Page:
University of Hull research is set to target distress on dementia wards – thanks to a new funding grant from the National Institute for Health and Care Research (NIHR) Research for Patient Benefit Programme.
Working in partnership with Humber Teaching NHS Foundation Trust and Dementia UK, the major study led by Anglia Ruskin (ARU) with Cambridgeshire and Peterborough NHS Foundation Trust (CPFT) will investigate how music therapy can reduce distress on NHS inpatient wards for people with dementia.
Called MELODIC (Music therapy Embedded in the Life of Dementia mental health Inpatient Care), the project is led by ARU’s Cambridge Institute for Music Therapy Research and CPFT.
The new 18-month project will involve creating a programme of music therapy which will then be piloted on two NHS mental health wards. Finding ways to manage distress without drug treatments will benefit patients and NHS staff, and support improved quality of life for people living with dementia.
Dr Emma Wolverson, Reader in Dementia Care and Ageing in the Faculty of Health Sciences at the University of Hull and Research Lead at Dementia UK, said:
“Part of this grant will be co-designing the music therapy intervention to be used on the wards. The intervention will be co-designed with people with dementia, carers, music therapists and health care staff who work in mental health wards. We will be leading the co-design because of our expertise and inpatient and public involvement. As a co-investigator I will also be supporting in data analysis and disseminating the results.
This new study will build on initial work carried out by the research team from ARU and CPFT, led by Naomi Thompson, and published earlier this year in the Royal College of Psychiatrists’ journal BJPsych Open.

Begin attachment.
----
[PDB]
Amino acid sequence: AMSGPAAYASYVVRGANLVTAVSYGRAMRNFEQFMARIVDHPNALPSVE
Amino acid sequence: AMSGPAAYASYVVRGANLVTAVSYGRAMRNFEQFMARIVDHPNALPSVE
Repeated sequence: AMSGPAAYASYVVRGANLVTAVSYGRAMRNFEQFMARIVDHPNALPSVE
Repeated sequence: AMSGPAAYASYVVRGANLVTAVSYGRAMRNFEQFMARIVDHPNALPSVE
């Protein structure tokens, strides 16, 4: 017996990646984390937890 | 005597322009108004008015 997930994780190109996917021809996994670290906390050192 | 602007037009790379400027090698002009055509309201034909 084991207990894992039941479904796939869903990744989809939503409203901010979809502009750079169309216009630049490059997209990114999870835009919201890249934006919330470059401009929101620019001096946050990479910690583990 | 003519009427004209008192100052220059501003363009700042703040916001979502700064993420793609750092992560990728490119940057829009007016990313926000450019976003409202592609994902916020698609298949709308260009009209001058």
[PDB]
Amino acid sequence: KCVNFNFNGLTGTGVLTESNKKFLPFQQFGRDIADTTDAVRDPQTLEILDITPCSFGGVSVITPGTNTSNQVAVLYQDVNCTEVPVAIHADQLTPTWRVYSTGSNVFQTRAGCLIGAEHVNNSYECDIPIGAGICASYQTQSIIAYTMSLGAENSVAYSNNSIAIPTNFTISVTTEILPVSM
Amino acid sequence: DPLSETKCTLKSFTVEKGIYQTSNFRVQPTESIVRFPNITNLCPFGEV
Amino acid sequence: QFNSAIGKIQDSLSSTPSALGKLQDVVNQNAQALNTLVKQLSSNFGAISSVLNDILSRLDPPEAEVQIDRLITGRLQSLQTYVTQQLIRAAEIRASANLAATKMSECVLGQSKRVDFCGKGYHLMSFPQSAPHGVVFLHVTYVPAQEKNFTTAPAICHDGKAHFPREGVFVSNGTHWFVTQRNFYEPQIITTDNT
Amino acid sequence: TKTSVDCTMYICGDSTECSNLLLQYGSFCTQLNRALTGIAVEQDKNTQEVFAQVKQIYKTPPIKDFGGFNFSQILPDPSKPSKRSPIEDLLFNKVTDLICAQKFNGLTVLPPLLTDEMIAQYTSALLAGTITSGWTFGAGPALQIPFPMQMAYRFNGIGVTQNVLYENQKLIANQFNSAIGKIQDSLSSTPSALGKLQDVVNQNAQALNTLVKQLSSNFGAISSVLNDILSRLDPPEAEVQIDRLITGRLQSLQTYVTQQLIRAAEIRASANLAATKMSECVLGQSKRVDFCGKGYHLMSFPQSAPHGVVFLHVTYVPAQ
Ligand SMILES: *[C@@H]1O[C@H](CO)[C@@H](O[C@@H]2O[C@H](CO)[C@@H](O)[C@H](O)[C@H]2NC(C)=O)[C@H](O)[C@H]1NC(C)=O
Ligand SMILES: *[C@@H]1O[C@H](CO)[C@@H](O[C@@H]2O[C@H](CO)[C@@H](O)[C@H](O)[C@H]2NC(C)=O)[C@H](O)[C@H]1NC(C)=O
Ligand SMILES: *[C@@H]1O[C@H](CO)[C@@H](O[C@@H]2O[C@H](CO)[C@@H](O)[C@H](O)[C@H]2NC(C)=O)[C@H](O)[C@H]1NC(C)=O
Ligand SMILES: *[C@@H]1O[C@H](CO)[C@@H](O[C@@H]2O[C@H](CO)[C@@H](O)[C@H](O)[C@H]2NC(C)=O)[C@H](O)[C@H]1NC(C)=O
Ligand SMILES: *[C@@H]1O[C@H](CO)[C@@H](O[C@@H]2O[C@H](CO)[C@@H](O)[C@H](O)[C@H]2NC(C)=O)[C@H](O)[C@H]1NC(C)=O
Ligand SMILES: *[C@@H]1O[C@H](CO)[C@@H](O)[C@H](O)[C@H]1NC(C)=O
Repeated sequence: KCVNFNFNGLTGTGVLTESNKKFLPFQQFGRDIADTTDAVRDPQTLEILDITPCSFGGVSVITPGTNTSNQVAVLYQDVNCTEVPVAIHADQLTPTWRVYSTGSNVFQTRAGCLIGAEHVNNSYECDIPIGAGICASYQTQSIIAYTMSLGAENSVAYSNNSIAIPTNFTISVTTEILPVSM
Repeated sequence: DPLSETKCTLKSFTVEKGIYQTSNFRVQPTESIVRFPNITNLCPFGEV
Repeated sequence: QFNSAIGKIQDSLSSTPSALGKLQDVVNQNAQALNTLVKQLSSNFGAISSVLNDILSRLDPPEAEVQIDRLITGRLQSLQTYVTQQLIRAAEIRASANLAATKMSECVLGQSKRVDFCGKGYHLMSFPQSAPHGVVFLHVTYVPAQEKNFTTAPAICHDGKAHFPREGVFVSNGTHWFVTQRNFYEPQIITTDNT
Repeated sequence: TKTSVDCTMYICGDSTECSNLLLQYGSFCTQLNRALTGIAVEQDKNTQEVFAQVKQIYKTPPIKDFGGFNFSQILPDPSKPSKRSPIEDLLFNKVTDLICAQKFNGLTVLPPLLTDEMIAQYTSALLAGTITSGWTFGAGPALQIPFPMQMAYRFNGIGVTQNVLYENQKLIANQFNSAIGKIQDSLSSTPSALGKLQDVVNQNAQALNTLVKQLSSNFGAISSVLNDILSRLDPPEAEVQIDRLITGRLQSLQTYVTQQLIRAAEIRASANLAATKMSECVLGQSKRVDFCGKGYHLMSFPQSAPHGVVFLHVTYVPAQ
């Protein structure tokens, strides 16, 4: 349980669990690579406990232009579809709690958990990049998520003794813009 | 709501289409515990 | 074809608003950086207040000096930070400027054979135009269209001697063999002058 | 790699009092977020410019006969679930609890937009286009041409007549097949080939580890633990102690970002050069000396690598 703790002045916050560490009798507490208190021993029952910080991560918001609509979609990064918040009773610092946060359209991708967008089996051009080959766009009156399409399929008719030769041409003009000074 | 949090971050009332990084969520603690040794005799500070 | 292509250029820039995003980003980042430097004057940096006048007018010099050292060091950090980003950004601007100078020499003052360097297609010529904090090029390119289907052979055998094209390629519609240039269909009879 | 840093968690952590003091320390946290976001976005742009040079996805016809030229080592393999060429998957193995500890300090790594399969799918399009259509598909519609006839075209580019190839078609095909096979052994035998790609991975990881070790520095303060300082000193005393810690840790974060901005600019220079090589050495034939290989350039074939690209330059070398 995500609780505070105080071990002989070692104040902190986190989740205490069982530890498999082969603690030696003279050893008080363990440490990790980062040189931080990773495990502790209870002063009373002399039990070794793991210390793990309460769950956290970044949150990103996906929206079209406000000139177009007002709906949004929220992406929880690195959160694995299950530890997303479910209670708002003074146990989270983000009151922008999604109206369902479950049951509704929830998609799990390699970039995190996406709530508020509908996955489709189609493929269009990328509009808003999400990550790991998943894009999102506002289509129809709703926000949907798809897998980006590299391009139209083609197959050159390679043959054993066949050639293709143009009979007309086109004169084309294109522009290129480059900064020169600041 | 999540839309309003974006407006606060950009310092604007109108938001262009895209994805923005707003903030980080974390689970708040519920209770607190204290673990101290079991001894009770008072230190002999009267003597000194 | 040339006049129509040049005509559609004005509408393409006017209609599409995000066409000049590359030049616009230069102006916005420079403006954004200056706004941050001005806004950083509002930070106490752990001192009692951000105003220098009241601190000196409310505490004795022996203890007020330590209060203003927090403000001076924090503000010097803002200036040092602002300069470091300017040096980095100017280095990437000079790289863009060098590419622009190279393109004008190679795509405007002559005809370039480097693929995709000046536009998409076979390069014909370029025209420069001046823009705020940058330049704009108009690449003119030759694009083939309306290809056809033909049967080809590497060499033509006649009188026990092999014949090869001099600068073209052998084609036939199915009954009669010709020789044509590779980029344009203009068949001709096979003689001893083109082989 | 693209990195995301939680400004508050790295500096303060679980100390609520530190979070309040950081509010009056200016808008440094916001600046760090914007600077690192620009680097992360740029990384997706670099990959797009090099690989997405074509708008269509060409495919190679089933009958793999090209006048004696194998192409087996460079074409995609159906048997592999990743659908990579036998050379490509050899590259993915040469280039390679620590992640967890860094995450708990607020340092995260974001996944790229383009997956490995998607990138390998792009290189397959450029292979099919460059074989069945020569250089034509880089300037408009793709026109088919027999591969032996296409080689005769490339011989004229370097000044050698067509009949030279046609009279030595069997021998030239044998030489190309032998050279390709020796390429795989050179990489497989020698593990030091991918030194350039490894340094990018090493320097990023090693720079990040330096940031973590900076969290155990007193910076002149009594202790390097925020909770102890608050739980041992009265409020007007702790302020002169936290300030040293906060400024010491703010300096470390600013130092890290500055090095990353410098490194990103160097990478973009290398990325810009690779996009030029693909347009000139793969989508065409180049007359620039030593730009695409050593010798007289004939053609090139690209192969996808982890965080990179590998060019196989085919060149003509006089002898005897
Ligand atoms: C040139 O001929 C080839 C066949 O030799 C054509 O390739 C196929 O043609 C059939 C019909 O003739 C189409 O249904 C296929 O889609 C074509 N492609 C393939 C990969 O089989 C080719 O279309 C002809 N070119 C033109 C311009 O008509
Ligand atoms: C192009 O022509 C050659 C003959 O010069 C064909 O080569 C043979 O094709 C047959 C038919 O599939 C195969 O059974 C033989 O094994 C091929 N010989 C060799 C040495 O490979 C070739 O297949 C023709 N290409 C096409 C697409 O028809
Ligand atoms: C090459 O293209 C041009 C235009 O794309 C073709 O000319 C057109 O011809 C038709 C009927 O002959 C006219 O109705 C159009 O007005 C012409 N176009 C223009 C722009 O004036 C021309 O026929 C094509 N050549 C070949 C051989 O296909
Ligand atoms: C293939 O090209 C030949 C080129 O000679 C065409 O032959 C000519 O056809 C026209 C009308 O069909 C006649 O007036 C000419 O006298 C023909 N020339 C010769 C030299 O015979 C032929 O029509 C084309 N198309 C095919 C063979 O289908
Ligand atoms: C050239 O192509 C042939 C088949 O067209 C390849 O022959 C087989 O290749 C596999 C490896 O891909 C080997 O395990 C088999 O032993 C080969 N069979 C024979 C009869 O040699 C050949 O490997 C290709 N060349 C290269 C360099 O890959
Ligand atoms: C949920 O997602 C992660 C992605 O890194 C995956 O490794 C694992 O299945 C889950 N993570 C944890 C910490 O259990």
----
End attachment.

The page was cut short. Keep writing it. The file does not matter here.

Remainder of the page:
This found a significant reduction in distress behaviours – which can include shouting, grabbing, pushing, hitting, kicking and spitting – on days when patients were provided with in-person group music therapy compared with no music therapy. Activities included singing familiar songs, supported by the music therapist on piano or guitar, and playing percussion instruments.
The initial study, which is believed to be the first of its kind, mapped music therapy sessions to incidents on these wards that had been logged on the NHS Trust's internal reporting system. It found that distress incidents happened on the ward on 7% of days when in-person music therapy was taking place, compared to 31% of days when there was no music therapy.
Researchers also spoke to ward staff who stated that music therapy lifted mood and calmed agitation, with a change in atmosphere on the ward often lasting for the rest of the day.
Dr Ming-Hung Hsu, Senior Research Fellow at ARU and Chief Investigator for the MELODIC project, said: “Calming medications are often given to a person with dementia when distressed, but this is far from ideal as research suggests that sedatives increase the risks of falls and death. Therefore, the positive findings of our initial study – fewer reported incidents of distress behaviours and feedback from staff about the joyful and calming effects of music therapy for patients and staff – are really encouraging.
“These results provide us with a platform to explore ways to use music therapy to better meet patient need on inpatient mental health dementia wards. This new funding from the National Institute for Health and Care Research will allow us to develop and trial a music therapy manual which will provide additional music therapy time as well as support staff and family members to incorporate music interventions in everyday care, with the aim of reducing distress for patients and assaults on staff.”
Dr Ben Underwood, CPFT’s Research and Development Director and the Principal Investigator for the study, said: “I am delighted that we are co-sponsoring this important project with Anglia Ruskin University to bring the benefits of music therapy to our NHS patients. Agitation in the context of dementia can be very distressing for patients, families, and staff, and current interventions are limited.
MELODIC builds on the findings of previous studies in collaboration with CPFT, including the HOMESIDE international music therapy study to help people living with dementia, which is led in the UK by Professor Helen Odell-Miller OBE. In 2021, ARU was awarded The Queen’s Anniversary Prize for their innovation in music therapy research for people with dementia.